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October 26, 2007

Rare Separate Issue on Thick Paper

139. [MAP]. UNITED STATES. ARMY. CORPS OF TOPOGRAPHICAL ENGINEERS. HARDCASTLE, [Edmund La Fayette], [George Brinton] McClellan & [William] Turnbull. Battles of Mexico. Survey of the Line of Operations of the U.S. Army, under command of Major General Winfield Scott, on the 19th. & 20th. August & on the 8th. 12th. & 13th. September, 1847. Made by Maj. Turnbull, Capt McClellan & Lieut. Hardcastle, Topl. Engs. Drawn by Capt. McClellan [lower left] Bureau Corps T. Engineers, 3d. March 1848. Examined & Approved. J. J. Abert [lithograph signature] Col. Corps T. E. Lithographed & published by C. B. Graham, Washington, D.C. [lower center above neat line] Entered according to Act of Congress, in the Year 1848, by Curtis B. Graham, in the Clerks Office of the District of Columbia; [text with statistics at top left and right] Contreras... Churubusco... Molina del Rey... Chapultepec...; [inset map at lower right, neat line to neat line: 20.5 x 27.6 cm] Part of the Valley of Mexico. [Washington, 1848]. Lithograph map on thick paper, troops and lines of attack and defense shown in outline color (blue for Mexican, red for United States). Neat line to neat line: 60.5 x 86 cm. Light overall darkening, moderate water staining along lower third, blank margins chipped (loss at lower right barely touching neat line), one small void at right margin into neat line (minimal loss), margins moderately darkened, right margin with tear not affecting image, no losses. The map was stored rolled, which accounts for the damage on the right side. On verso in contemporary blue crayon: “No. 14[?] Map of the Battles of Mexico McClellan 1847.” The map was never folded. Although the map is by no means in fine condition, it is a rare survival with only relatively minor battle scars.

            Rare separately issued map, printed on thick paper, lithographed by C. B. Graham, and with variations from other incarnations. American Philosophical Society, “Realms of Gold”: A Catalogue of Maps in the Library of the American Philosophical Society (Memoirs, Volume 195, Philadelphia, 1991) #1506. Garrett & Goodwin, The Mexican-American War, p. 429 (last entry on page). The basic map with some alterations, folded, uncolored, and on thin paper was included in U.S. government documents, e.g., Message from the President of the United States to the Two Houses of Congress, at the Commencement of the First Session of the Thirtieth Congress (Executive Document 1, 1847). Mexican lithographer Salazar also issued versions of maps like this one in Mexico. The lava fields portion of the map was reduced for use in Official List of Officers who Marched with the Army under the Command of Major General Winfield Scott, from Puebla upon the City of Mexico (Mexico: American Star, 1848; see entry herein). Finally, the map was reduced and recycled for publications such as Richard McSherry’s El Puchero (Philadelphia, 1850) and Raphael Semmes, Service Afloat and Ashore during the Mexican War (Cincinnati, 1851).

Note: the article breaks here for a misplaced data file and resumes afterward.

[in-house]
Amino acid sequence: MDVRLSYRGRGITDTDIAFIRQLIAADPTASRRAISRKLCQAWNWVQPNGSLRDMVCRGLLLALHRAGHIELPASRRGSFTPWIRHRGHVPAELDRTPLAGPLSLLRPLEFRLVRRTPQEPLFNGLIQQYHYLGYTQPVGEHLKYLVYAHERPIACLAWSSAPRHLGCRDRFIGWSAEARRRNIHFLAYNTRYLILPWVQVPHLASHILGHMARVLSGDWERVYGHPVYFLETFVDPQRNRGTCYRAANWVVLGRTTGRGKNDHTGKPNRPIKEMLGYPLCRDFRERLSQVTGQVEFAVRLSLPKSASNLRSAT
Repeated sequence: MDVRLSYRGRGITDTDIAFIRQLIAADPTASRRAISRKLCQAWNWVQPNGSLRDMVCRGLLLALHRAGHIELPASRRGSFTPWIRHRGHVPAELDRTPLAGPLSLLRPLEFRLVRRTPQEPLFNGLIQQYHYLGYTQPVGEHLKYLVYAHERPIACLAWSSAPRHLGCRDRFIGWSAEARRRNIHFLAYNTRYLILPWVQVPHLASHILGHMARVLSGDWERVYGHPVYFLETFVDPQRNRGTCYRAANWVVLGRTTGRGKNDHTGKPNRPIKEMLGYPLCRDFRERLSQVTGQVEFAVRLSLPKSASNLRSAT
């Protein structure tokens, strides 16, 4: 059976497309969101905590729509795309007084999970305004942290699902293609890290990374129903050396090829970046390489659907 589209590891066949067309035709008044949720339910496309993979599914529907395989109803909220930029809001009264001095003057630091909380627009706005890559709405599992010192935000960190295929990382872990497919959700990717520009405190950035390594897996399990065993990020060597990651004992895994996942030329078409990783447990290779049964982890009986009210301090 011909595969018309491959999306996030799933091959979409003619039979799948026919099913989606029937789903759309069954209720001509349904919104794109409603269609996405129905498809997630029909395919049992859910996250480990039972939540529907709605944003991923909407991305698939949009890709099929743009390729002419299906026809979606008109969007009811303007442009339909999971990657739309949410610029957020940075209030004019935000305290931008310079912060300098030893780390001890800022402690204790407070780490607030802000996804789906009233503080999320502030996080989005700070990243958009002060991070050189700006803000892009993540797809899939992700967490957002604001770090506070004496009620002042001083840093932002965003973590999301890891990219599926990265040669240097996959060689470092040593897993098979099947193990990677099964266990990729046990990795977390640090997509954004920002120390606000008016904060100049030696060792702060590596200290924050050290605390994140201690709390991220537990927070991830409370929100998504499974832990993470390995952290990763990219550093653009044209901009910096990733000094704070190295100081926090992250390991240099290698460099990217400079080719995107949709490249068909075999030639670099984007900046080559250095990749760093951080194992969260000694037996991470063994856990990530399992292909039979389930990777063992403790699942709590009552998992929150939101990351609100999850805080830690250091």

William H. Goetzmann analyzed the role of Army topographers in the West and the Mexican-American War (Army Exploration in the American West, 1803-1863, Austin: Texas State Historical Association, 1991, pp. 151-152):

Though it may be difficult to see a precise connection between armed combat and the accumulation of knowledge for peaceful pursuits, this was the task of the Army topographers during the Mexican War.... All were somehow attuned to the quest for knowledge, and the Corps as a whole was acquiring that geographical information so valuable to those who would be working in similar lands and among similar people in the American West. The theme was epitomized when the victorious American armies battered down the gates of Mexico City to storm the Halls of Montezuma. There, on the height of Chapultepec, in the ruins of the military academy, Lt. Edmund L. F. Hardcastle, Topographical Corps, laid down his saber to pick up the very instruments used by Humboldt himself in mapping the Valley of Mexico.... His map...was made for a very different reason—to portray the final American conquest of the city. Both men, Humboldt and Hardcastle, were gatherers of knowledge, scientists, but their work, once completed, did not amount to the same thing. Humboldt’s data remained in the realm of pure knowledge, while Hardcastle’s descended to the market place of hard political reality to be used for good or evil. When it came to be published, there were those who viewed it, as they did the work of all the Topographical Engineers, in only a political sense. It was an excuse, they said, merely part of some sinister presidential plan to annex all Mexico, and nothing more.

            This classic map, considered the most accurate and detailed of the final engagements of the war, documents the battles around Mexico City and U.S. troop movements through San Angel, Churubusco, Chapultepec, Mexico City, and the Valley of Mexico in general. Statistics at upper left show number of troops involved and men killed, wounded, and missing in each engagement. ($750-1,500)

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